Banks Put NPAs on Sale

Banks Put NPAs on Sale

There is a delay in passing the resolution, which has resulted in the banks being forced to put non-performing assets (NPAs) worth Rs. 40,000 up for sale which includes sectors such as Power, Roadways and Telecom in the first half of the fiscal year to September.

  • The resolution process under the Insolvency and Bankruptcy Code (IBC) was delayed unduly since various stake holders have challenged the process in the court.
  • Data from IBBI (Insolvency and Bankruptcy Board of India) showed that around 34% of 1292 cases in the Bankruptcy court till June have been delayed beyond the schedule of 270 days which was 26% a year ago and 31% in the March quarter.
  • This has created a fear that this could make the law ineffective as had happened in the previous endeavors.
  • Also Lenders are looking at the Asset Reconstruction Companies (ARCs) to acquire Non-performing assets.
  • In toto, 11 private and state run banks have put NPAs for sale as shown in the above chart.
  • Also, it is said that since the Banks are more worried about their profitability and holding on to a solution through NCLT process for the entire NPAs is not welcomed.
  • Also, it is noteworthy that those who are buying the NPAs also count on NCLT for liquidation value.

Issues faced:

  1. The IBC operates through NCLT benches and National Company Law Appalette Tribunal (NCLAT) litigants have also approached the Supreme Court for redressal of the issues.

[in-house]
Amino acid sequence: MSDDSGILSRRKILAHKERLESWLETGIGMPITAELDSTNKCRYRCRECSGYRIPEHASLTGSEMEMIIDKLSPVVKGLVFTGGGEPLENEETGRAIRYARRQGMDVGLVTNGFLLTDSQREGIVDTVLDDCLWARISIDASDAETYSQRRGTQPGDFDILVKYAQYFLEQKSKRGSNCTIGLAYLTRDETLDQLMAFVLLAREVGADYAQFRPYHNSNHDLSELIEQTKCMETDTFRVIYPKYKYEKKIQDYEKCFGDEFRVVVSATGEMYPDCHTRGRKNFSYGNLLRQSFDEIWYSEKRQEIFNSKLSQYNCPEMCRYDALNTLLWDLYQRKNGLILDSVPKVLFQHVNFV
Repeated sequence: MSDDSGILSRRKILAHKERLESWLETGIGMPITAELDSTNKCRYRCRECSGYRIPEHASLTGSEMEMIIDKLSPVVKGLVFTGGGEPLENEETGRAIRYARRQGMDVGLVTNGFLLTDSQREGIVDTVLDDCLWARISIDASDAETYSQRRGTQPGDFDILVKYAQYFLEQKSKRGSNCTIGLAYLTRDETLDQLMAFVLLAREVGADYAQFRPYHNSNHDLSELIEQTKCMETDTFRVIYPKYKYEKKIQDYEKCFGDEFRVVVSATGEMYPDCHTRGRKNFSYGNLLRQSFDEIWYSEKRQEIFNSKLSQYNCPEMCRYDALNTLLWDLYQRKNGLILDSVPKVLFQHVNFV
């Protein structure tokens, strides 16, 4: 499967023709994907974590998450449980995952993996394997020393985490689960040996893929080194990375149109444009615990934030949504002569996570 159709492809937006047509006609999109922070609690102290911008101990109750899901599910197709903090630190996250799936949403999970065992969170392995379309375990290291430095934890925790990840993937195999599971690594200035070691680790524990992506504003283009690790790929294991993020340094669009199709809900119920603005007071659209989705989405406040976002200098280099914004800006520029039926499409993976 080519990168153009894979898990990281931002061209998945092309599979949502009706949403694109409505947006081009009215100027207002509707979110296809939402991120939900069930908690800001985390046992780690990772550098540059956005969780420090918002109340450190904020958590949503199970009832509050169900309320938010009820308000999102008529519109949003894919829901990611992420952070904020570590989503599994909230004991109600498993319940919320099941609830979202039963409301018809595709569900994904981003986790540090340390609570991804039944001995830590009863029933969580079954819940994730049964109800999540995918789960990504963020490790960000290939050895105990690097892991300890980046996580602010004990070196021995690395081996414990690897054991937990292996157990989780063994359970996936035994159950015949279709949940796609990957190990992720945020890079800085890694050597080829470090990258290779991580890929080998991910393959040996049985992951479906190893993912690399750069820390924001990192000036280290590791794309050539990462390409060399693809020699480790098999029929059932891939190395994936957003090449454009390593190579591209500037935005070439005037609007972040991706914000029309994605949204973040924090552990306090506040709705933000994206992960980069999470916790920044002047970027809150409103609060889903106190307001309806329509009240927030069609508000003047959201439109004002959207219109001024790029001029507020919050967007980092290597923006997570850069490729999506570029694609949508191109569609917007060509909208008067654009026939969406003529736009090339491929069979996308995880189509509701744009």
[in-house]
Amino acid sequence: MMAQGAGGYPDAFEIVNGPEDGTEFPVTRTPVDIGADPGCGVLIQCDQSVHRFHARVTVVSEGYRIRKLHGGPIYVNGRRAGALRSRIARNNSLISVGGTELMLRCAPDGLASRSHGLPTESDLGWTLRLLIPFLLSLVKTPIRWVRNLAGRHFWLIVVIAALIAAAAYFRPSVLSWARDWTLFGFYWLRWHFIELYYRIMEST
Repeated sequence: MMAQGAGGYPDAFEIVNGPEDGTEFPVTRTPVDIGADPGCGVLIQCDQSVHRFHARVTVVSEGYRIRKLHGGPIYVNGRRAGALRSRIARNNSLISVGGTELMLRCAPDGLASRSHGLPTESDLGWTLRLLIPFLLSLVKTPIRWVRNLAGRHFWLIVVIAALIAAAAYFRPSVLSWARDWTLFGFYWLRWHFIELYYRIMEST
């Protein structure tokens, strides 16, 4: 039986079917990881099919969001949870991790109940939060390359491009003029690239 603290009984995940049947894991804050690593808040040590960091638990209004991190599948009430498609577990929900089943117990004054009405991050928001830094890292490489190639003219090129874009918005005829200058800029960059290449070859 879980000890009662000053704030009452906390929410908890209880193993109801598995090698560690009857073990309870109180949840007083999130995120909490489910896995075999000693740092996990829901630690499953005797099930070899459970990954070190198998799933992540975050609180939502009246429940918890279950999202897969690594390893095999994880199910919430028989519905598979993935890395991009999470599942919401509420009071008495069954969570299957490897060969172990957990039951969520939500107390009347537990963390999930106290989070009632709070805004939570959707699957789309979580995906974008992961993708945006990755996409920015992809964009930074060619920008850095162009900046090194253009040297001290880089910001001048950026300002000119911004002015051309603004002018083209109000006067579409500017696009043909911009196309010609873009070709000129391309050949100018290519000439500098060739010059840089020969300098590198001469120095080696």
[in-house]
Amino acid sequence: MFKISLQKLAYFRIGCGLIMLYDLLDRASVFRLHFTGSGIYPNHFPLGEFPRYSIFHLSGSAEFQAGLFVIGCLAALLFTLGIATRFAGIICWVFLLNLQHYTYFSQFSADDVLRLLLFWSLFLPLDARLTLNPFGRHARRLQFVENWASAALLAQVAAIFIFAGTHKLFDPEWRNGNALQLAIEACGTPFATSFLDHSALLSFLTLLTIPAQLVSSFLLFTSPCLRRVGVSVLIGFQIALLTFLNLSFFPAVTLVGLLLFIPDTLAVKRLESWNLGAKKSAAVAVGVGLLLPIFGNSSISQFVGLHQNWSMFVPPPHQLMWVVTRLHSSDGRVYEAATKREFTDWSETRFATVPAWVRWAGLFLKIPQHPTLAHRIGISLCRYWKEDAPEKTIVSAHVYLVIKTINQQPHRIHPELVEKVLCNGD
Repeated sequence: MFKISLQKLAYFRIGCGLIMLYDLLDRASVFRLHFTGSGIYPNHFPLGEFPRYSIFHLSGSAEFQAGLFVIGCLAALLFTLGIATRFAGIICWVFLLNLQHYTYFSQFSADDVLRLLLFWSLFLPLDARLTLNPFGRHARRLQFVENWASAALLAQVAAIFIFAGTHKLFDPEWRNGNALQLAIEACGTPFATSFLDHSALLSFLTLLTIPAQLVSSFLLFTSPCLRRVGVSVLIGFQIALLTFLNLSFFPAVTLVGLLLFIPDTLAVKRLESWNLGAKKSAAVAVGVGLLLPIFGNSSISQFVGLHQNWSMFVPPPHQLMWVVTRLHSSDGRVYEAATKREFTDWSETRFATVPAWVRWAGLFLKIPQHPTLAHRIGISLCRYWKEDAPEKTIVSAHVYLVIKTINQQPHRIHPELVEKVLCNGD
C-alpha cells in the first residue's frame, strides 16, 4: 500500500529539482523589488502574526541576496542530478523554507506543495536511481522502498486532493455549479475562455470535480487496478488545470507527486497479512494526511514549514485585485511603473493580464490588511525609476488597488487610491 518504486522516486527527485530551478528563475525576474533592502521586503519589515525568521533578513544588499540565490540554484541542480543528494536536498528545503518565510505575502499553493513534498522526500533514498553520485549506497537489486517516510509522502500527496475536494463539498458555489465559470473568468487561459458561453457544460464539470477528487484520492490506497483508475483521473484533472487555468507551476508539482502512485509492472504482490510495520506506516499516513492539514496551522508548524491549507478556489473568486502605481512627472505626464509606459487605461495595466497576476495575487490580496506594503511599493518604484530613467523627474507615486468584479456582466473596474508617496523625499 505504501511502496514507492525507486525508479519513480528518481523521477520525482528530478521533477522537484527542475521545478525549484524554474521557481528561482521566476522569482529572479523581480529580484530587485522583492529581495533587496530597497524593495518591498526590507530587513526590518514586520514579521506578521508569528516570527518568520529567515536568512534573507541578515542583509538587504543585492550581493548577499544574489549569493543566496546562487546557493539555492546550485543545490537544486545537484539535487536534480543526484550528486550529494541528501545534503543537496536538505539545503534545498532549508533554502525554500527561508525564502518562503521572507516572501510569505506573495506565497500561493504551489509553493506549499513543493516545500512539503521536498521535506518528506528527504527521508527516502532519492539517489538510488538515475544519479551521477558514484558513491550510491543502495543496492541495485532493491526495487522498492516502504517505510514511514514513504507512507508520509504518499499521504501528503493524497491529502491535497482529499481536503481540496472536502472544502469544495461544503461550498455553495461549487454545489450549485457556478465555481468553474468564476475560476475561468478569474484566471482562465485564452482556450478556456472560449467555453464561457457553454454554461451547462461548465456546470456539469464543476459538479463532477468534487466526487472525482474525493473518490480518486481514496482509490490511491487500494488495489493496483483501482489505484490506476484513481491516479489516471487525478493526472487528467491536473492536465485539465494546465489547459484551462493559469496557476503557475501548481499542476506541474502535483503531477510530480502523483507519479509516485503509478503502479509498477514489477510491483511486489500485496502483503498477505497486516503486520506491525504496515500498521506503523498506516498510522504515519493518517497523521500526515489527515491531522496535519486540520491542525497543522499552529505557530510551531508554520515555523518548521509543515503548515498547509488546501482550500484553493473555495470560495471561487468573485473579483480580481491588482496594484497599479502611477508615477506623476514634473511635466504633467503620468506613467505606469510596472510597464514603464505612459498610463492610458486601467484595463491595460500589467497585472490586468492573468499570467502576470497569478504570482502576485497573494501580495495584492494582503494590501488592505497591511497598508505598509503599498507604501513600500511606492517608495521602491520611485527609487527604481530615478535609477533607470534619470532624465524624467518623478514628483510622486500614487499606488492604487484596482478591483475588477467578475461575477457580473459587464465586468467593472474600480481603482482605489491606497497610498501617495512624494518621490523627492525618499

2. The code was aimed at speeding up the bankruptcy process so that banks could fix their finances, restore credit growth and drive investment.
  3. Banks as a last resort are also trying to put assets for sale where they do not get the liquidation value.
  4. The delay caused is said to be due to unnecessary applications being filed by promoters and related parties.
  5. India’s 30 ARCs bought assets worth Rs. 24,000 crore from banks in the last financial year and ARCs have to pay 15% of the purchase consideration as per current regulatory norms while the remaining can be picked up by qualified institutional buyers, many of them being overseas entities.
  6. The total NPAs in the banking system are pegged to be Rs. 9.3 lakh crore of which around Rs. 2 lakh crore can be sold to ARCs.


  • A time bound recovery is essential valuation gaps are leading to delays in closure through ARCs.
  • Whenever there is a gap between the reserve price and the bid price, closure is not happening.
  • Also in many cases, the banks are unable to provide a detailed information on the underlying assets is also a concern.

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